Tag Archives: natural childhood

Living in a country where every child is wild

I grew up as a pretty free-range child. Like most of my friends I’d spend as much time outdoors as possible, whether on my bike or having a kick about in the local park. When I was growing up I wouldn’t say that I was deeply engaged with nature but was totally aware of it and it was the backdrop to my life.

A tiny little crab found in a rock pool on Bigbury beach in south Devon

A tiny little crab found in a rock pool on Bigbury beach in south Devon

Once upon a time this would have been the norm but in pretty much one generation things have changed pretty radically. It was when working on the National Trust’s seminal Natural Childhood report, published in spring 2012, that the stark evidence of children losing touch with nature became all too clear. The statistical and anecdotal evidence pointed to a real problem. Kids were become more sedentary, screen time was on the rise and there were lots of barriers to children spending time in the outdoors – traffic, health and safety, stranger danger.

It felt as though childhood was changing. Children need freedom to roam, to explore, to play and to let their imagination run wild. Limiting this is bad for their health and well-being and detrimental to their personal development. The outdoors is where we build our social skills and the confidence to take on the challenges that life throws at us. Sometimes it feels as though, as a society, we’re becoming less tolerant of children having fun.

Kids love walking through mud in their wellies and this lovely little walk around Bath City Farm keeps them going

Kids love walking through mud in their wellies and this lovely little walk around Bath City Farm keeps them going

That is why the launch of #everychildwild by the Wildlife Trusts plus the ongoing work of the Wild Network around the concept of #wildtime is so important. We need to celebrate our own personal love of nature and encourage schools, parents and society to accept muddy knees, kids climbing trees and think about what the restrictions of too many cars on our streets and the loss of green spaces mean for children in primary and junior schools means.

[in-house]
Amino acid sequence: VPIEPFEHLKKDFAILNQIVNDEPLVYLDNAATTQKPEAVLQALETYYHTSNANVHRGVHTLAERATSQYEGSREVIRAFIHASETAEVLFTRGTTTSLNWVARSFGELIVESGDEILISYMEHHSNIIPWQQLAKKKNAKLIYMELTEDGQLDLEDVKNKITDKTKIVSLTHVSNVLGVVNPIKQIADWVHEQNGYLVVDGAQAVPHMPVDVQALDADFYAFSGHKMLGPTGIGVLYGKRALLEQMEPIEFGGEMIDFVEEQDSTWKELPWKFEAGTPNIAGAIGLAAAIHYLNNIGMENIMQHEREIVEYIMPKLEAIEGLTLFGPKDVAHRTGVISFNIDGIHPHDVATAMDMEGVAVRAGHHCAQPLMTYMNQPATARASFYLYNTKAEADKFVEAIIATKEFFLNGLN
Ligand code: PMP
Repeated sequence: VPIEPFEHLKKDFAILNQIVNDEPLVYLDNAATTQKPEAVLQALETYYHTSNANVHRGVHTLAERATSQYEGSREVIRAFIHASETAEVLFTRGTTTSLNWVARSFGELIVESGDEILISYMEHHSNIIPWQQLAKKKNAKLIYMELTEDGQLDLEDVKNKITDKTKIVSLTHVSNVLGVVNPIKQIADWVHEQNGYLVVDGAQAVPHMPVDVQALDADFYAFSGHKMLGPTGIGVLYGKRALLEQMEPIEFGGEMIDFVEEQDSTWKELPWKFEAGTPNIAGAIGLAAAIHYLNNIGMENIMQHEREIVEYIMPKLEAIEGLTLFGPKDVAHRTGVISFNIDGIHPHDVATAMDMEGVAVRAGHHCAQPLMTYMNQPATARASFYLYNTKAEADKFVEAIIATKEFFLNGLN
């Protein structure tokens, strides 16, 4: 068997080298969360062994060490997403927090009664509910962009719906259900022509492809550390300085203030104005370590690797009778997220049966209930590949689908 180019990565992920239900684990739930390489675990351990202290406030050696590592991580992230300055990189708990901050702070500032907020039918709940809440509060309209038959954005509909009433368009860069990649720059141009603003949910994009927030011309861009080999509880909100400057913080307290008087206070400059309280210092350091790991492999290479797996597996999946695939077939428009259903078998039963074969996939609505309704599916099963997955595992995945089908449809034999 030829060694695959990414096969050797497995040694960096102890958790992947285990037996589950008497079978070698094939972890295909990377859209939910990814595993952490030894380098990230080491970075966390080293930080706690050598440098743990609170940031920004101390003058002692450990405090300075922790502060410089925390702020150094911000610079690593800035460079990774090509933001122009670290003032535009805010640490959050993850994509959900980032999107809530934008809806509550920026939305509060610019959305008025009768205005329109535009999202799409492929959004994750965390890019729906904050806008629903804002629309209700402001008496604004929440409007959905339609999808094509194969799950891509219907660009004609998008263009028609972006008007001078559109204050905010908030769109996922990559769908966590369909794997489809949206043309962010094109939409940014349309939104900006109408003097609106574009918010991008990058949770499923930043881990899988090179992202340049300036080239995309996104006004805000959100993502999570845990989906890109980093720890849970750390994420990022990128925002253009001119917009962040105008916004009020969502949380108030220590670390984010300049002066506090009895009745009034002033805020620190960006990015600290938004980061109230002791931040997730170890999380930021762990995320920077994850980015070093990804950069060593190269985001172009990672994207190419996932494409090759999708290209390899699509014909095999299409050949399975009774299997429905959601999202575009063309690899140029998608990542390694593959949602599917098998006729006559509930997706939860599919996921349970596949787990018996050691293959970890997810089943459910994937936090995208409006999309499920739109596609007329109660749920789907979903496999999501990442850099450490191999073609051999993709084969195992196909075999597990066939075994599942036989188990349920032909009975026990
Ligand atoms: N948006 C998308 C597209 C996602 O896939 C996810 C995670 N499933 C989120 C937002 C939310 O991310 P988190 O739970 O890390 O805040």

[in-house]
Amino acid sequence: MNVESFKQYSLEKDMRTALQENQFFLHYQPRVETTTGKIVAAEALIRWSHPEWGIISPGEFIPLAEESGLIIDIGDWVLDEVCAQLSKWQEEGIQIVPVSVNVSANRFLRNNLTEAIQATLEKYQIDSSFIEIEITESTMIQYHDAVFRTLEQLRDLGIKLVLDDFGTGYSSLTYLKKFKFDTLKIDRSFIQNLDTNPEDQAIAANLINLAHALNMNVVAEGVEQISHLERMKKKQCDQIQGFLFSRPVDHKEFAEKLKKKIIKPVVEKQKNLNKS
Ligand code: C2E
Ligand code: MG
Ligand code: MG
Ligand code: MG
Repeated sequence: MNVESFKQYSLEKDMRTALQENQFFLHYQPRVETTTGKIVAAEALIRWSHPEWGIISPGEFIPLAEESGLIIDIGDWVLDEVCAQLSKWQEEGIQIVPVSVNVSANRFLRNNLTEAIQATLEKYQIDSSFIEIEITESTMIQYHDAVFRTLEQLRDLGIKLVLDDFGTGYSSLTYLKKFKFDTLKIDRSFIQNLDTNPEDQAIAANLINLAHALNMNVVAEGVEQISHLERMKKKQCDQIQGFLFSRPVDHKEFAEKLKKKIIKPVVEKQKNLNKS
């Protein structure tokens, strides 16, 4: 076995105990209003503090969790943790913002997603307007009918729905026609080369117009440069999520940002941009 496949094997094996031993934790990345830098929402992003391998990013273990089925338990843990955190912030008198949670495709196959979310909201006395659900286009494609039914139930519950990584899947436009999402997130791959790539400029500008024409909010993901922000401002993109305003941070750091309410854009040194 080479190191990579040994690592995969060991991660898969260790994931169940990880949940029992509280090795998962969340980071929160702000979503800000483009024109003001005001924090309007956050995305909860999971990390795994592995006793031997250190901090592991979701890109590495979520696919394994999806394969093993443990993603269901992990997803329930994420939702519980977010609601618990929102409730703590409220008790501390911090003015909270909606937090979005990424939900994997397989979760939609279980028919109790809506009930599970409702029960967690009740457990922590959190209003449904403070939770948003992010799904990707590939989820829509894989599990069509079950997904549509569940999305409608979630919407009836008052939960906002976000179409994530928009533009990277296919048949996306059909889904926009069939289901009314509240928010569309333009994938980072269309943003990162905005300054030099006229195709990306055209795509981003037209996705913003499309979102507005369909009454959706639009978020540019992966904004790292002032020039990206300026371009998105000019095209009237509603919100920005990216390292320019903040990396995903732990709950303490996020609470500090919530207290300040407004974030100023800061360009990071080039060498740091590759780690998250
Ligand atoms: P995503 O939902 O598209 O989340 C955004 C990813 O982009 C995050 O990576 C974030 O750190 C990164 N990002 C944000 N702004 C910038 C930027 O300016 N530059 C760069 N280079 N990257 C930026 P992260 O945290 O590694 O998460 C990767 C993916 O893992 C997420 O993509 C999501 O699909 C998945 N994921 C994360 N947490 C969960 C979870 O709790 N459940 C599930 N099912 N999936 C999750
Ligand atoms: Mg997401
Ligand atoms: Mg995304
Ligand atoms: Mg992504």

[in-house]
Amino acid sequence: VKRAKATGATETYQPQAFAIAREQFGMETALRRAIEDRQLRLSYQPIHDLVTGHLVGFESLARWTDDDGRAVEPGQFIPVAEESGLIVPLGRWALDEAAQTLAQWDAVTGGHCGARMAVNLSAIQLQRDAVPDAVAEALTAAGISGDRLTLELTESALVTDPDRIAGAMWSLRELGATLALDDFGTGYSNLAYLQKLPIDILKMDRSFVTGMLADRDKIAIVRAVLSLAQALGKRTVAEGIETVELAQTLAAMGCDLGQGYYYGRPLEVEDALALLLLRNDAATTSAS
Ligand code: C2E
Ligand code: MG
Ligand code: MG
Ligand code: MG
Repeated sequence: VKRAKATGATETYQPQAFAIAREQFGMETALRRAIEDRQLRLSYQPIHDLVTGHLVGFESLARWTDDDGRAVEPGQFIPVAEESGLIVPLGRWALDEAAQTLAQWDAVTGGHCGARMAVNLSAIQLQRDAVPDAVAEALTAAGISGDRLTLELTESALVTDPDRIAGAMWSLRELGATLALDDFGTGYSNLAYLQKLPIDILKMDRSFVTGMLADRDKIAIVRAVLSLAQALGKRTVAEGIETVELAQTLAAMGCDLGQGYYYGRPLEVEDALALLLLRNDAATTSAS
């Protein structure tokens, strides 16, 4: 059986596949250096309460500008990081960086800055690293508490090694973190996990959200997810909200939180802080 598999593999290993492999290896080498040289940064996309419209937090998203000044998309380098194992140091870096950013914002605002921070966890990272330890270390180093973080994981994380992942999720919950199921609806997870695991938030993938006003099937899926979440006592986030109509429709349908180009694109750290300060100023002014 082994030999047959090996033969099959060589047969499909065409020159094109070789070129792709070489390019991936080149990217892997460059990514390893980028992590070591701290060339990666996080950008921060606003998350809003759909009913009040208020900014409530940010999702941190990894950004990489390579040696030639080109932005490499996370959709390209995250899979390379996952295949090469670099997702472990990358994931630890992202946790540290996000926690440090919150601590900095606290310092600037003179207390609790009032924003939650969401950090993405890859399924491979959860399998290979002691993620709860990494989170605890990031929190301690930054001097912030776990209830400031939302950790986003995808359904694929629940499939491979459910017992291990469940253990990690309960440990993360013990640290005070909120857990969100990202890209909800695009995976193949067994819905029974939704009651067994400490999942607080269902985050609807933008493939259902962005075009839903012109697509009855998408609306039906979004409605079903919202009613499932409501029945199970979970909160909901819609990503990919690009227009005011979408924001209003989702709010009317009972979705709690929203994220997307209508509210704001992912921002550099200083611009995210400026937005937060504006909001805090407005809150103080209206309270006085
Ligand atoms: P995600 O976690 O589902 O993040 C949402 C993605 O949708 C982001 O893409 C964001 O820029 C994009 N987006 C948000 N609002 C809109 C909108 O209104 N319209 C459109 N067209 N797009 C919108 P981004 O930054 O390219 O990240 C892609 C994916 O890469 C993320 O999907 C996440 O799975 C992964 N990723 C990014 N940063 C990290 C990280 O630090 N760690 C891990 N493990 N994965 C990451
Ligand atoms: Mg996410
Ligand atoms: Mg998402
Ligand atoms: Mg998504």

One of life’s real pleasures for me is spending time with my two kids in the outdoors. Splashing in the puddles on a wet and windy day in a park, trying to catch the leaves as they tumble out of the tree or standing rooted to the spot as a sparrowhawk hovers gracefully in the sky looking for lunch.

I want my two kids to have the opportunities to explore and discover that I had. And I can clearly see the sense of wonder and joy that they get from looking for tadpoles in a pond or collecting apples from a tree on a sunny autumn day. When my daughter set up her own nature club at school it became an instant hit with her class-mates.

There is a danger, however, that a technology dominated childhood with a plethora of educational targets and tests takes the childhood out of our children and forces them to grow up too fast. That is why we need to make nature part of all children’s lives and make it easy for them to discover the joy of the natural world. I want to live in a country where every child is wild!


Rediscovering the tree climbing bug

I was never a great tree climber as a kid. I always had a go but couldn’t say I went out looking for trees to climb. And now for the first time in a long time the urge to climb has come back from nowhere – my first conquest a beautiful old apple tree laiden with apples.

Some people have a natural gift for scampering up trunks and high up in to the branches. My six-year old daughter has just got the bug, always looking for the next challenge and gaining in confidence with each tree climbed.

Its kind of a natural instinct to want to climb and explore knarled old trees or trees with tempting branches at a low level. For generations its been a rite of passage: a way to express a sense of independence and tap into that deep human need for adventure.

The thrill of the climb and a sense of danger as you ascend is something that stays with you for a life time. Its one of those rich experiences which become engrained on your memory.

As you climb upwards, feeling your way and testing the strength of the branches, you enter the hidden and beautiful world of trees. The structures of trees amaze and captivate, a world of communities of nature with insects, moss and lichen among very complex branch structures.
Its the place that birds call home: a base for these wonders of nature that create such intense soundscapes for the anthems of our lives.

I tentatively put one foot on to the tree as the trunk split in two near to ground level. Slowly I found my footing and climbed into the centre of the tree. Suddenly the world became very small: focused on this sturdy and majestic apple tree, with me at its heart. Its branches were heavy with cooking apples. Dried out and crumbly moss clung to the branches full of lichens.

I was hidden from the world’s gaze, in my own private universe. All of a sudden I knew why trees mean so much to us. It felt good to have taken the unplanned plunge and climbed my first tree since I was a kid. Will I keep climbing? Who knows, being spontaneous is part of the thrill of being in nature, doing things on instinct.